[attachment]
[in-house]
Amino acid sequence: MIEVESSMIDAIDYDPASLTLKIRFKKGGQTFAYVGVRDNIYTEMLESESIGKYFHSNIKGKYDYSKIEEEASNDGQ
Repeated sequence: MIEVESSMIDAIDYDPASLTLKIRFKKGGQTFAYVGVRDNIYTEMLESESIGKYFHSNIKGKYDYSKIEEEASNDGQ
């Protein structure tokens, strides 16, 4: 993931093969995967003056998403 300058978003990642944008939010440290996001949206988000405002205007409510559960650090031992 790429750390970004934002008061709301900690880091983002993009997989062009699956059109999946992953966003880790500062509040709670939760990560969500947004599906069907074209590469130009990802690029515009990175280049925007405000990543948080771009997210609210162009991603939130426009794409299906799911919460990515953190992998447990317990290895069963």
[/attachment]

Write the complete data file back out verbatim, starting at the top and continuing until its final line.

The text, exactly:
[in-house]
Amino acid sequence: MIEVESSMIDAIDYDPASLTLKIRFKKGGQTFAYVGVRDNIYTEMLESESIGKYFHSNIKGKYDYSKIEEEASNDGQ
Repeated sequence: MIEVESSMIDAIDYDPASLTLKIRFKKGGQTFAYVGVRDNIYTEMLESESIGKYFHSNIKGKYDYSKIEEEASNDGQ
């Protein structure tokens, strides 16, 4: 993931093969995967003056998403 300058978003990642944008939010440290996001949206988000405002205007409510559960650090031992 790429750390970004934002008061709301900690880091983002993009997989062009699956059109999946992953966003880790500062509040709670939760990560969500947004599906069907074209590469130009990802690029515009990175280049925007405000990543948080771009997210609210162009991603939130426009794409299906799911919460990515953190992998447990317990290895069963």